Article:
Long before the Portugese arrived, the seat of Sinhalese kings stood in Anuradhapura. It was the capital of Sri Lanka for over thousand years, from around 300 BC until 1017 AD when Lanka was once again invaded by one of India’s numerous kingdoms and the city once again sacked in the process. When Sri Lankans overthrew their northern masters a generation later, the new capital was moved to the city of Polonnaruwa. From there they governed the island on and off for 300 years until the fragmentation of power and civil wars became the new norm. And then 700 years later we arrived. In a tuk-tuk.
The drive from Sigiriya was a fun one. It convinced me that tuk-tuks are one of the best ways to see the country. You can smell the scenery, learn more about the areas you drive through from your driver and, if you’re lucky to spot a wild elephant bathing, stop to enjoy the view. You also learn the importance of having a bottle of water with you – how else to deal with an overheated engine. Just have to make sure not to confuse it with gasoline carried in an identical water bottle.
Tuk-tuk can also come in handy sightseeing different parts of the ancient town of Polonnaruwa as the place is large. We opted for walking and spent the entire day there, exploring all its nooks and crannies. On foot we found ourselves wandering on roads and in ruins that most visitors never get to see. There was plenty of greenery to give shelter from the sun and strolling among ruins with nobody else around gave the whole place a peaceful serene, somewhat mystic aura. Even monkeys there seemed to keep more to themselves, as if they understood the holiness of the location. Halfway through the day we found a tortoise slowly and stoically going about its daily business – he seemed to fit right in.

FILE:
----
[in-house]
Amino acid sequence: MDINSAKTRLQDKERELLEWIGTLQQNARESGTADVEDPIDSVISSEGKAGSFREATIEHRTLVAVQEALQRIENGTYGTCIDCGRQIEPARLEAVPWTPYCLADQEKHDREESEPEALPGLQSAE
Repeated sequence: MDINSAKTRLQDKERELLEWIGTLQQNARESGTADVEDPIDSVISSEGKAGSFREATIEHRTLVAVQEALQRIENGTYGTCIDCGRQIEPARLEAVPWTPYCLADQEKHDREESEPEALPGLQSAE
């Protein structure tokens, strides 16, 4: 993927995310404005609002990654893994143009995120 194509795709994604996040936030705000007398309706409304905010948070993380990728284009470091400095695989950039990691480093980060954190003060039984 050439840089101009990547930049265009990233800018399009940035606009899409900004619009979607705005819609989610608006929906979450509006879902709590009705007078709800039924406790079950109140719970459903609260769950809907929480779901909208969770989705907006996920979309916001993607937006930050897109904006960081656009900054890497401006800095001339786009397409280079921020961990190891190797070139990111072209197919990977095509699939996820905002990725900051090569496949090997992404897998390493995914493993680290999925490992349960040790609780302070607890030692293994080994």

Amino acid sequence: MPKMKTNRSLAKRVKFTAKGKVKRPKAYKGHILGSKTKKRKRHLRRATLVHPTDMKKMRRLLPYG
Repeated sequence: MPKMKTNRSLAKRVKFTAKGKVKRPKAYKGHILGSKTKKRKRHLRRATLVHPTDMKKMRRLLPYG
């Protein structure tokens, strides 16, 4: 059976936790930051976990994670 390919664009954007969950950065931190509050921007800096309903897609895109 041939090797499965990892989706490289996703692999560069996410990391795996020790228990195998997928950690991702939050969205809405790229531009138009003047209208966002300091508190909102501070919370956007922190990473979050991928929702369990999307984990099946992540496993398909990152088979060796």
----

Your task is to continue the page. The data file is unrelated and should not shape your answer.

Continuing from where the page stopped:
Most of what can be seen in Polonnaruwa are Buddhist structures, though sections of the royal palace also still stand. In some cases only lines of the foundation remain, but in others entire structures stand tall with intricate carvings and statues of Buddha with his protectors. One such is the Polonnaruwa Vatadage, which is believed to have housed the Buddha Tooth Relic during Polonnaruwa’s golden age a thousand years ago, the same relic that is now kept in Kandy. The main attraction of Polonnaruwa, the place where visitors both foreign and local alike flock to, is the rock temple of Gal Vihara – a massive structure featuring three colossal representations of Buddha sitting, standing and lying. The entire temple and the statues are carved from a single huge rock and it attracts hundreds of worshipers. Finding ourselves in the middle of a crowd after having spent most of the day just by ourselves was a little jarring but the place truly is unique, even when half-covered by scaffolds for renovations.
By sunset we were halfway back to the hotel, having by then seen almost all of what Polonnaruwa had to show. We grabbed one of the last tuk-tuks heading to town and made it in time to enjoy the last rays of sunset by the lake. Fried rice, ice cream and a foot massage to the sound of Buddhists chanting next door was the perfect end to a lovely day in this historic place.